The joy of collecting wine comes from having a variety of bottles that you’re proud of owning and enjoy drinking and sharing with others. Aging the wine yourself as opposed to buying it pre-aged adds a certain satisfaction and a sense of responsibility for contributing to the quality of the wine. Collecting wine can be a very rewarding hobby.
Where to Get Started
Firstly, you need to decide where you’re going to store your wines. In order to preserve the wines’ quality, it’s recommended that you invest in a wine refrigerator with enough capacity to fit your whole collection. For someone just starting out, a wine cooler with a capacity of between 18-32 bottles will most likely be enough. If in the future your collection swells beyond that, you can always invest in another cooler.
What Kind of Wine Cooler or Refrigerator Should you Get?
Thermoelectric wine coolers are widely considered to be the best for protecting the integrity of wine. They produce very few vibrations. Vibrations are not good for your wine and can reduce its quality over time. There are other kinds of fridges or coolers that don’t give off harmful vibrations, but the most common type is thermoelectric.
What Wines to Buy
First and foremost, regardless of what any other collectors or wine connoisseurs may think, what makes a wine great is a matter of personal preference. Almost anyone can be a wine collector if you have a place to put them because the price tag is virtually insignificant. You can get a nice bottle of wine for as little as $30 that will age well and taste even better years from now. The story behind where the wine comes from is secondary. “I’ve kept this bottle in my cellar for nine years” is more intriguing than “This is a 25 year old bottle from XYZ winery that I bought yesterday.” Your guests will appreciate wine that you’ve aged yourself, no matter where it came from.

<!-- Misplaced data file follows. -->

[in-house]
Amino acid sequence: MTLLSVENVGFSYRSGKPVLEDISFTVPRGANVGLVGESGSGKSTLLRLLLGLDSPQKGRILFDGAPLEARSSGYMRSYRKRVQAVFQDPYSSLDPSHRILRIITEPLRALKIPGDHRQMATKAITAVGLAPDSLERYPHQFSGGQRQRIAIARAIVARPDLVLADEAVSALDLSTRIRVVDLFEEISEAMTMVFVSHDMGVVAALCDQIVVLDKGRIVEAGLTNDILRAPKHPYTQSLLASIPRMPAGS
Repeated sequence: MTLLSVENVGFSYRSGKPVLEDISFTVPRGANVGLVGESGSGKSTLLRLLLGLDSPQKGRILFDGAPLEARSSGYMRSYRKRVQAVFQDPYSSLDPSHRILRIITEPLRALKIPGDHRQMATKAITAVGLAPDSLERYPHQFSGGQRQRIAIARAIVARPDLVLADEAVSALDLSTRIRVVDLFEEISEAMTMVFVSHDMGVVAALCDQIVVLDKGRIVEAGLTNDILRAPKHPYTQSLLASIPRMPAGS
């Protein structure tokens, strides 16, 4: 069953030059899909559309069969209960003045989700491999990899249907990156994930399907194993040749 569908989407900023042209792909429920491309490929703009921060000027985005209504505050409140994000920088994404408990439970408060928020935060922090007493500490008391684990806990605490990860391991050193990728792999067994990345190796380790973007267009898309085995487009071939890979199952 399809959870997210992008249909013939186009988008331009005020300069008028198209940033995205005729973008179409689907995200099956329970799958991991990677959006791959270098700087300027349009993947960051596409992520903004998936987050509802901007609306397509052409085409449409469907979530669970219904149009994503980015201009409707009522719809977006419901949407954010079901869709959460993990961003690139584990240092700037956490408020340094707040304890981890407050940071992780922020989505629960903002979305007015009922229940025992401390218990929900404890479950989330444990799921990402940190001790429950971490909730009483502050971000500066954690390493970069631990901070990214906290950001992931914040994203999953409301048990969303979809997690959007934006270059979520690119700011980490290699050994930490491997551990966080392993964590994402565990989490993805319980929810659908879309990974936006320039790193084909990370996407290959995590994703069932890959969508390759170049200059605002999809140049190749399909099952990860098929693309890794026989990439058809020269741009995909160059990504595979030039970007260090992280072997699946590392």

Choose wines that you enjoy regardless of the price but don’t buy too much at once. Your taste may evolve over time. You wouldn’t want to find yourself with three cases of something you don’t particularly care for anymore. If you decide you want to buy high quality wines to resell later in hopes of making a profit, that’s definitely possible. But you should keep in mind that there’s no guarantee that you’ll get a worthwhile price for them in the future considering what it will cost you to store them in a temperature controlled unit for that long.
Wines That Age Well
Most wines are actually made to be consumed within the first five years. Not all kinds of wine have the acidity to keep maturing over time. You should know which wines age best so that you don’t end up storing something even though it’s already done aging. If you need a few suggestions, here are some wines that are commonly collected.
- Nebbiolo – from Piedmont
- A Petit Chateau Bordeaux
- Gamay Cru Beaujolais
- Pinot Noir – from Oregon
- White Bordeaux – from Pessac-Leognan
- Gruner Veltliner – from Austria
- Riesling – from Germany
- Chardonnay – from California
Where to Buy
Buying straight from the source is always going to be the best and most reliable way to acquire your wines. You’ll know for certain that is has been cared for properly and that you’re always getting what you pay for. If that’s not really an option, then a reliable and trustworthy merchant is also a good place to collect wines from. Be wary of places or people you’ve never bought from before. You should do some research to verify their credibility.
Collect at Your Own Pace
There’s no need to rush out and buy a large amount of wines to start off your collection. Your collection can be as limited as it may turn out to be. If you try something you like and decide to pick up a couple of bottles of it, great. That’s a natural pace for collecting. Especially starting out, it’s better to take it slow and appreciate learning more about different wines as you go.